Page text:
I will gauge my practices using the stages laid out in B. Alan Wallace's book, "The Attention Revolution". With my current job I could definitely get in 6hrs of meditation if I practice for 3 hrs straight in the morning and before bed. I know many people on the DhO practice Mahasi Style Vipassana and consider it fruitless to be spending such an amount of time on Samatha. I think otherwise. I'm aiming to meet the standards that Buddha laid out. I would love to master the Samatha and Vipassana practices as taught by Pa-Auk Sayadaw and his students Tina Rasmussen and Stephen Snyder. My current teacher in Dhammakaya meditation expects nothing short of what is laid in B. Alan Wallace's book. In order for people to understand this log they may need an understanding of what Dhammakaya meditation is. It's a breach of Samaya to discus certain aspects of my Dzogchen practice, but aside from those particular subjects I am able to discus the progression of my training.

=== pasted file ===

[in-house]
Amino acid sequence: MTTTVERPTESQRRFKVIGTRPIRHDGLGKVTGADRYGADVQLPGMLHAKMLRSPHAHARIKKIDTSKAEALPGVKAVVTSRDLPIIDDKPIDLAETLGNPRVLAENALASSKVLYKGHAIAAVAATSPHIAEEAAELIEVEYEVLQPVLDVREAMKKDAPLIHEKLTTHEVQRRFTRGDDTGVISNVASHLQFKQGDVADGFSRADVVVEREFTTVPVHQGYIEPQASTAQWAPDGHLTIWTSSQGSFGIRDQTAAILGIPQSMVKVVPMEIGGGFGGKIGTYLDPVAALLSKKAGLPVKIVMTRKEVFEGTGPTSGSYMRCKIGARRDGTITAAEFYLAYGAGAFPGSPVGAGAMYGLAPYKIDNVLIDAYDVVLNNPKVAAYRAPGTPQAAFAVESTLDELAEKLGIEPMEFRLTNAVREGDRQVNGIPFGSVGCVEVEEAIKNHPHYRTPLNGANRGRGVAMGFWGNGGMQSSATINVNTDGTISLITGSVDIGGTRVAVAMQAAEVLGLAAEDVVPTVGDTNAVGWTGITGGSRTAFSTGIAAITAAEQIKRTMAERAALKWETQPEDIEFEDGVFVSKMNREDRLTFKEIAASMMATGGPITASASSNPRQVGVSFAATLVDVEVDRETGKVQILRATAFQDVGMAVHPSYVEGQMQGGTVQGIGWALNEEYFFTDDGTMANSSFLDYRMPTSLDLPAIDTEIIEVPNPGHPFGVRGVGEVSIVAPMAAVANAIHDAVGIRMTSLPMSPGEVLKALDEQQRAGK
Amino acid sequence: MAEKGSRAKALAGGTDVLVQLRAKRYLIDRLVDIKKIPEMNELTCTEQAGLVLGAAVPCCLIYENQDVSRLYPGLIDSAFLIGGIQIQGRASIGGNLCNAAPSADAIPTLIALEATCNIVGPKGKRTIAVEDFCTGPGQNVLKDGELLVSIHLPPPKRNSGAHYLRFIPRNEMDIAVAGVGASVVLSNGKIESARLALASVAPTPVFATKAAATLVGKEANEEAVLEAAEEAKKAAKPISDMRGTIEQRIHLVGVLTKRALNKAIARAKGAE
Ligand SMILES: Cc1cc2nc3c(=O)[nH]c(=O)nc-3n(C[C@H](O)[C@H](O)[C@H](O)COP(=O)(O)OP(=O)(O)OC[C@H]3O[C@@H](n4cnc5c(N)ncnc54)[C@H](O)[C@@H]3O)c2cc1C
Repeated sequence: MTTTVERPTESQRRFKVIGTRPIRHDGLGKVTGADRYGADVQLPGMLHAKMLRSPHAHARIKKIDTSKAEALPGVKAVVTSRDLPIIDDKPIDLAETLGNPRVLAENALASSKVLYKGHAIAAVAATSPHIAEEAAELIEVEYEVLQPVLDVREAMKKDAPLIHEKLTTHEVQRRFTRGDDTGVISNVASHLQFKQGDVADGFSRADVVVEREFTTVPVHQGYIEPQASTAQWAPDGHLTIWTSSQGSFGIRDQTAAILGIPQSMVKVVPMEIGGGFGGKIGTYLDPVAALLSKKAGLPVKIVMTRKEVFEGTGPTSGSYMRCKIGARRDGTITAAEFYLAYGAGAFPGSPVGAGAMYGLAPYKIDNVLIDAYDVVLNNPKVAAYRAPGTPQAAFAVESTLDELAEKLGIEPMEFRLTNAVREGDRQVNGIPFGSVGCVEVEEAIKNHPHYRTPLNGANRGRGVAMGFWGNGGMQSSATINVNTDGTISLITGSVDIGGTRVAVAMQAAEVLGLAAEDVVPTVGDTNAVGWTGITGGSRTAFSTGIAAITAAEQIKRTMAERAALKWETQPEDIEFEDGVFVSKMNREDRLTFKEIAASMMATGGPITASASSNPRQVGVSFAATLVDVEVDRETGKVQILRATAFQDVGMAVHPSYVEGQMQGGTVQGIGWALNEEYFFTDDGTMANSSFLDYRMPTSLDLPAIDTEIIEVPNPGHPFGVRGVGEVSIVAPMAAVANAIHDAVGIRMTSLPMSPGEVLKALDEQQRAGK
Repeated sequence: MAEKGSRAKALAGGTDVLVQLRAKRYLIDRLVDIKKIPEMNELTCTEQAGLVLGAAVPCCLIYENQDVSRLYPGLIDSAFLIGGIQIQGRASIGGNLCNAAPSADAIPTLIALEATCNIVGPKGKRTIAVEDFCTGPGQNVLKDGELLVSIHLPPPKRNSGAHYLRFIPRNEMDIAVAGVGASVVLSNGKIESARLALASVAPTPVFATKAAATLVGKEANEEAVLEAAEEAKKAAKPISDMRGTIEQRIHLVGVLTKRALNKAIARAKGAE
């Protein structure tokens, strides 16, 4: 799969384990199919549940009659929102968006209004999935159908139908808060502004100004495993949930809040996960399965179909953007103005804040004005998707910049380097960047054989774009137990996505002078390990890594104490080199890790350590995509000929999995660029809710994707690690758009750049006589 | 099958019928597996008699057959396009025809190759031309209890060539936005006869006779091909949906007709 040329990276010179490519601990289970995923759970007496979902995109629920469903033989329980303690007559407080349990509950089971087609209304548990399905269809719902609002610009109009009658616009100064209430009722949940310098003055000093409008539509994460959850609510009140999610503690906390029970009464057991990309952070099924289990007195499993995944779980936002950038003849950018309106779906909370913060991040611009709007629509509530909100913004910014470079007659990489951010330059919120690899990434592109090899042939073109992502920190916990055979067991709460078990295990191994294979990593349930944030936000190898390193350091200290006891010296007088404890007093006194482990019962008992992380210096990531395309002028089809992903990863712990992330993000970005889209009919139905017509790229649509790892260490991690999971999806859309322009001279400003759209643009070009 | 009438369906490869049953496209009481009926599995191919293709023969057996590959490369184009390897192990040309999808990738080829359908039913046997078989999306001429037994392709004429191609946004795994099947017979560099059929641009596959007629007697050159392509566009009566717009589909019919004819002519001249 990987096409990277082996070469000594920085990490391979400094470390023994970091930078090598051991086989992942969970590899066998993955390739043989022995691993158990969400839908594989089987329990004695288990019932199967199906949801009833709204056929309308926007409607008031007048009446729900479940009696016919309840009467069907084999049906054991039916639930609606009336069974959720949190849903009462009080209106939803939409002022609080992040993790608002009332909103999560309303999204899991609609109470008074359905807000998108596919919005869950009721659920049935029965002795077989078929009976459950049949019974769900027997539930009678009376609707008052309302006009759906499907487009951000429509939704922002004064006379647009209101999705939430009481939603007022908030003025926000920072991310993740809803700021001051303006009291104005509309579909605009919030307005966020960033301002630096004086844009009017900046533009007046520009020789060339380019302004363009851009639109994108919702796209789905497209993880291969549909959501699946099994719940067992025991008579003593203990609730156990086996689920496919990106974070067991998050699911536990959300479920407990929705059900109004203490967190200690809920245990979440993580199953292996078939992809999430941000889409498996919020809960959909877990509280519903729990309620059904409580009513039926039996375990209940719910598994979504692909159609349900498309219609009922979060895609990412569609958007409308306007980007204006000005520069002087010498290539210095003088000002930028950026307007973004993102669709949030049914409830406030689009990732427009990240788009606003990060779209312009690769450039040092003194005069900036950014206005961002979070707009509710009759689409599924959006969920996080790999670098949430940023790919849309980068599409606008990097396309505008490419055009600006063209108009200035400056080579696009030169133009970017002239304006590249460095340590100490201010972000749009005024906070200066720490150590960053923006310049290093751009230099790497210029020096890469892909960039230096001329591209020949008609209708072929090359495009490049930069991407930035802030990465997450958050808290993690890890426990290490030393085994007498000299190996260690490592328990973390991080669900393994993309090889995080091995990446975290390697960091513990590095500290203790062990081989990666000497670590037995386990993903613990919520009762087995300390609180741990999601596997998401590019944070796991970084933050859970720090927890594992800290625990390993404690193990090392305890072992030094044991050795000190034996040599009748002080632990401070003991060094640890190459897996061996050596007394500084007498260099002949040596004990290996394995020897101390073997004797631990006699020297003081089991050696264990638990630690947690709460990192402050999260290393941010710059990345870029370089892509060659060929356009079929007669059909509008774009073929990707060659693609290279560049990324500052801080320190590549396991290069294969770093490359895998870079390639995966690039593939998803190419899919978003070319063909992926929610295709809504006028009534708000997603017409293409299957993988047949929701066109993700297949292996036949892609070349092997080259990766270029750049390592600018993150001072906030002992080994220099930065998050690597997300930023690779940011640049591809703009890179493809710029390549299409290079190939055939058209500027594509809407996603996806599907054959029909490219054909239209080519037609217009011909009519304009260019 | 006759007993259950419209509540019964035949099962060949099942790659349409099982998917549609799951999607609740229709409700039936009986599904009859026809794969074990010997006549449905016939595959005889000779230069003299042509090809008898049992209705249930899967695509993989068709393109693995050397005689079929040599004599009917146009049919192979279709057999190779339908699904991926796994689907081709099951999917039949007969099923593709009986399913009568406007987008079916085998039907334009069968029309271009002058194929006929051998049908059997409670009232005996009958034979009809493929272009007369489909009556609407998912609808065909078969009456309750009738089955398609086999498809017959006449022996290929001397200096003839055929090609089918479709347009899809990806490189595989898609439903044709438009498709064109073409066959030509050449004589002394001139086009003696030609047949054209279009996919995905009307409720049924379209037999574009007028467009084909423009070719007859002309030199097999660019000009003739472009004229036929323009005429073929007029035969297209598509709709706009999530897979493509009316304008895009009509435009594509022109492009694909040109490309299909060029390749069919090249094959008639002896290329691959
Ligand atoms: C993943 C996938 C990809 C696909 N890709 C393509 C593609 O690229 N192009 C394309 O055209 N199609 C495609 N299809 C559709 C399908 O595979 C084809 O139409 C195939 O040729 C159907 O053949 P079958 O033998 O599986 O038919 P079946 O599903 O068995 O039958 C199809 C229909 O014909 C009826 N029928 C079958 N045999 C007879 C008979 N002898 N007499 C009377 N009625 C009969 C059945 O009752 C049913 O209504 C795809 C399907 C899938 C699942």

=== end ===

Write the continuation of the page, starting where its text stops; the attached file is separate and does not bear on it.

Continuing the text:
As of now my practice is much like a roller coaster. Some days my mind is sharp and stable. On those days I can stay with the visualized object for 5 minutes or possibly longer continuously before my mind wanders. On those good days I remember the object quickly after losing the visualization. When my mind is stable it's as if the visualization of the crystal sphere in my abdomen comes to life. Many people have said that visualizing an object causes tension so using the breath as a foundation for Jhana is better for the beginner. This seemed to be true when I began practicing the visualization technique again for the first time, but as the weeks went on my mind became familiar with it and now I just "watch" the visualization resting in space. Not much effort is required at this point and then of course my attention wanders. When my concentration deepens it seems that my body begins to disappear or I forget that it exists. For those short moments or seconds or minutes the only thing that exists is the object and a great sense of peace. On good days my entire body becomes light as a feather and a brightness within appears. The feeling of joy and peace arise with the feeling of lightness. If I can maintain my attention for long enough or if the quality of the mindfulness is subtle enough the preliminary sign and subsequently the counter-part sign will appear. I have only seen this once in my entire life. I was on the bus traveling from a Wat Phra Dhammakaya meditation center in Southern Thailand to one in Chang Mai during the 90-day retreat. In my bus seat I was meditating and entered this half asleep and half awake state which was totally absent of thought. I looked down and saw a brilliant crystal sphere as bright as the full moon. Now that I think about it that sphere is one of the most beautiful things I have ever laid my vision upon.